ELKTON — A Cecil County man caught with almost a quarter-ounce of heroin near North East in September received a three-year prison term Tuesday, after accepting a binding plea deal.
Cecil County Circuit Court Administrative Judge Keith A. Baynes imposed an eight-year sentence on the defendant, Christopher Mark Garland, 29, of the 400 block of Champlain Road in the Lakeside Mobile Home Park near North East, and suspended five years it, in accordance with the binding plea agreement.
The judge did so after Garland — wearing a protective face mask and appearing on a closed-circuit television monitor in the courtroom — pleaded guilty to possession of heroin with intent to distribute. Garland participated remotely and electronically in Tuesday’s courtroom proceeding from the Cecil County Detention Center, where he is an inmate, to avoid the spread of the coronavirus.
Also in line with the binding plea agreement, Baynes ordered Garland to serve three years of supervised probation, which will include drug treatment and counseling, after completing his three-year term in a Maryland Department of Corrections prison.
Garland will remain in the county jail, where he has been held without bond since his indictment-related arrest in February, until a coronavirus-related order prohibiting the transfer of Maryland inmates from one jail or prison to another is lifted, Baynes advised Garland from the bench.
The guilty plea and the sentence carried out on Tuesday reflect a binding plea agreement reached by Assistant State’s Attorney Robert Sentman and Garland’s defense lawyer, Kevin B. Urick, both of whom were present in the courtroom with Baynes during Tuesday’s hearing. As part of the plea bargain, prosecutors dropped nine related charges against Garland.
In a binding plea agreement, the plea, the sentence length and the period of probation are predetermined by the prosecutor and the defense attorney who negotiated the deal, and then the judge simply carries out the terms of that agreement.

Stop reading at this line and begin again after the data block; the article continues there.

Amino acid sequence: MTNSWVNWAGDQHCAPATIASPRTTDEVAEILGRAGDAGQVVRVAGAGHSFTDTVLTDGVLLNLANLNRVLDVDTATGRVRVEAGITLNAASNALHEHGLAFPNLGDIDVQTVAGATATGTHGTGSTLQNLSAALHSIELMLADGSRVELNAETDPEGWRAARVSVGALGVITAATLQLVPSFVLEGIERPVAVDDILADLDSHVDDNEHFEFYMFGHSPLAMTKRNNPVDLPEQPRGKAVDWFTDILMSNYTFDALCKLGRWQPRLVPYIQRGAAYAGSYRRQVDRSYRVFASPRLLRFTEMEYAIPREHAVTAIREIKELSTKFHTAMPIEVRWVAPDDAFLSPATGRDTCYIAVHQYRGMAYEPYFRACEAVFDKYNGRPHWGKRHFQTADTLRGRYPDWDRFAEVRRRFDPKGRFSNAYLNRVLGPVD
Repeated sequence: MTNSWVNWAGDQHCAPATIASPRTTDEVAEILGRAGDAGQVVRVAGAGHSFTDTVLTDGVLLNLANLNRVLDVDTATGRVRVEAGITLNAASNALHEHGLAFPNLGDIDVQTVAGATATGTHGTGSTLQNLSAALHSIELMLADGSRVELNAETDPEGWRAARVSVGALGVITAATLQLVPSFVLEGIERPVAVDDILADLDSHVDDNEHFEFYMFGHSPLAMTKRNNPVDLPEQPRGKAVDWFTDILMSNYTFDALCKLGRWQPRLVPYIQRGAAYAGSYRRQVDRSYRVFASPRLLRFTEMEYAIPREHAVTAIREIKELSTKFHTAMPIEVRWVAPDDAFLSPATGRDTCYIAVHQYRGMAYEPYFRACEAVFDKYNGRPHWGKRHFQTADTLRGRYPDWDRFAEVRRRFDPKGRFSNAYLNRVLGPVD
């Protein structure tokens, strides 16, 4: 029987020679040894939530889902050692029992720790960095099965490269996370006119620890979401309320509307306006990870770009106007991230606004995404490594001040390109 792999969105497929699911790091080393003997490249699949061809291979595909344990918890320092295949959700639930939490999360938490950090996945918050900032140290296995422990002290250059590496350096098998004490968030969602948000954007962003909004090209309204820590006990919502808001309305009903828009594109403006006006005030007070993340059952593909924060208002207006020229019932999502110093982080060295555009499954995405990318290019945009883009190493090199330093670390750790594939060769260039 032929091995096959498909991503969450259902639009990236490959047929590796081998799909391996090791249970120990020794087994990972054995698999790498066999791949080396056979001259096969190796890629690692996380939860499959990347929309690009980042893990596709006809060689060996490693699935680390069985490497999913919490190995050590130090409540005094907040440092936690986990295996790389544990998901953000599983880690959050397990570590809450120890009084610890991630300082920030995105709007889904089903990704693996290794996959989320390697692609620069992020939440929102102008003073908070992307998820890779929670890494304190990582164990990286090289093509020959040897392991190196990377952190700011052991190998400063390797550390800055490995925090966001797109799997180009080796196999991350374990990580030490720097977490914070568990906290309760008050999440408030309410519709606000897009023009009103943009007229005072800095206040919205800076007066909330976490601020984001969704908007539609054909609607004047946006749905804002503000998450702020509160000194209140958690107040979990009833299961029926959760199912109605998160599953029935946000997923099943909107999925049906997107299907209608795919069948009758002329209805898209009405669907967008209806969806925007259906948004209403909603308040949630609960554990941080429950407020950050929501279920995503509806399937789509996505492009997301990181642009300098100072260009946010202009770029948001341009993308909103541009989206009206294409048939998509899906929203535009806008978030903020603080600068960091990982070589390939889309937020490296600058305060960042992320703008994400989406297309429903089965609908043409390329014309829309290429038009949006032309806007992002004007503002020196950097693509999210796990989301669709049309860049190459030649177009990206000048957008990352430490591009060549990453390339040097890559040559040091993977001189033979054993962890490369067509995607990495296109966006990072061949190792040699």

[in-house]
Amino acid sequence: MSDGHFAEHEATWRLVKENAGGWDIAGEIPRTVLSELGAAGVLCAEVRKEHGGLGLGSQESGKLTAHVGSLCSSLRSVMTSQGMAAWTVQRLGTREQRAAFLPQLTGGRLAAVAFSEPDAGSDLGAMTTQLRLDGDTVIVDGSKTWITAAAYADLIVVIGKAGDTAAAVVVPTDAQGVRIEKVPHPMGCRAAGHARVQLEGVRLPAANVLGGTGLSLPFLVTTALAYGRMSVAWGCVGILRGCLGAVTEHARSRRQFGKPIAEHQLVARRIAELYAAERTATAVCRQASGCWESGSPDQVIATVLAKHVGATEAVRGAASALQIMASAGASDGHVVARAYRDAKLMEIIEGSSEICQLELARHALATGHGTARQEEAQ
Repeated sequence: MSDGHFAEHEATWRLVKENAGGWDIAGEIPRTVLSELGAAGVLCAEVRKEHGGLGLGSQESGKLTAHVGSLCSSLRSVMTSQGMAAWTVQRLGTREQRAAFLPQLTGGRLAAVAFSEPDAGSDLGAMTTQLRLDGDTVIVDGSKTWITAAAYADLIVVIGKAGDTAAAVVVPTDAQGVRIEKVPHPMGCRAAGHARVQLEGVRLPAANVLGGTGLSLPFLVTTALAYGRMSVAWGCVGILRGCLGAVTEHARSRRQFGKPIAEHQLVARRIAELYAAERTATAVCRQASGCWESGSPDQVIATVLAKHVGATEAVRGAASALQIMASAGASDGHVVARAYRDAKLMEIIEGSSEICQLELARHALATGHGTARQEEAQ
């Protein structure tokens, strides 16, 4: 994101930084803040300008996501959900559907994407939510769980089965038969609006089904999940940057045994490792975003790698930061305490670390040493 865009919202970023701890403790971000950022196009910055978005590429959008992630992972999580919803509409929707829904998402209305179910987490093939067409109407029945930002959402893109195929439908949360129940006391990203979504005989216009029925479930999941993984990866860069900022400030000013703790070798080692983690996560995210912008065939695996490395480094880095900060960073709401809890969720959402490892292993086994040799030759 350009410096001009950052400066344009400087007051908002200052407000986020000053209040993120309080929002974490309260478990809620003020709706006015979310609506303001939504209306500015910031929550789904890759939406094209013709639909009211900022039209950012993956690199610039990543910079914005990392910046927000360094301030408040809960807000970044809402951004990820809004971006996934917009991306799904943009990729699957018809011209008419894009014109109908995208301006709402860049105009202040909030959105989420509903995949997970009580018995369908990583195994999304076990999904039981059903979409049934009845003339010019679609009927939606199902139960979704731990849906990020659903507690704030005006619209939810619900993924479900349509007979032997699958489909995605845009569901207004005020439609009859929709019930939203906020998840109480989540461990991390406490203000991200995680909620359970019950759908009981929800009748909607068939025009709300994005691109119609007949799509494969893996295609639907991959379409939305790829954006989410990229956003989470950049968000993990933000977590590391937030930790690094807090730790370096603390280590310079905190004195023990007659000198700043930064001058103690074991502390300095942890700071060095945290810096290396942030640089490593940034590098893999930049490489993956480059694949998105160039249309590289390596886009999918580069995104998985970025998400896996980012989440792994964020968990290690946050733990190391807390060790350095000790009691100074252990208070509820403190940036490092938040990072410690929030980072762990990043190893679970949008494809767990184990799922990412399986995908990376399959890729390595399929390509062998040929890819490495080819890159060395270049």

Because the judge is bound by the terms of the binding plea agreement and, therefore, cannot levy a sentence that is higher or lower than the penalty negotiated by the lawyers involved in the case, there is no need for the defense to present character witnesses and other mitigation testimony and evidence.
That’s one of the reasons court officials were able conduct Garland’s plea hearing and sentencing — marking one of the few criminal proceedings that have occurred in Cecil County Circuit Court since the COVID-19 pandemic prompted Chief Judge of the Maryland Court of Appeals Mary Ellen Barbera to close all courthouses in the state to the general public — with limited exceptions — on March 17. That “restricted emergency operations” status remains in effect until June 5.
Hundreds of criminal and civil hearings have been postponed in Cecil County during the past seven weeks, as a result. Because court officials stopped summoning jurors in mid-March — the directive prohibits jury trials — there has been no Cecil County Circuit Court jury trials in criminal and civil cases in nearly two months. And with a few exceptions, plea proceedings and sentence hearings also stopped on March 17.
(The directive allows for proceedings only in emergency matters, such a bail review hearings — which have been conducted remotely on close-circuit television for several years in Cecil County — protective order cases and such.)
“We’ve had a handful,” Baynes told the Cecil Whig, referring to plea hearings that have taken place in Cecil County since Maryland courthouse were placed on restricted emergency operations some seven weeks ago.
Maryland State Police investigators arrested Garland on Sept. 10, while conducting a “crime suppression” initiative in a wooded area known as “the cut” between Erie Court in Lakeside Mobile Home Park and the Northeast Plaza shopping center, according to court records.
Troopers spotted Garland talking to a woman at that location, police reported.
“Upon seeing investigators, (Garland) got up and walked approximately eight feet away, leaned over, placing something on the ground, and then walked back,” court records show.
Investigators walked over to the spot where Garland had placed the items on the ground, and they saw a plastic bag containing six smaller bags containing substances, according to court records, which further indicate that they also found a digital scale.
During a pat search after arresting Garland, investigators also confiscated a glass smoking device and four ziplock baggies marked “8 ball,” police reported.
Three of the plastic baggies seized by police contained a total of 6.9 grams of suspect heroin, court records show. (There are seven grams in a quarter-ounce.) During Tuesday’s hearing, Sentman reported that the substance was analyzed at a crime lab and was determined to be heroin.
(Relating to charges that were dropped as part of the binding plea agreement, investigators also confiscated small amounts of crystal methamphetamine, crack cocaine and powder cocaine, court records show.)
After waiving his right to remain silent, Garland gave a “full confession” to investigators, telling them that he owned the drugs and intended to sell them, according to court records.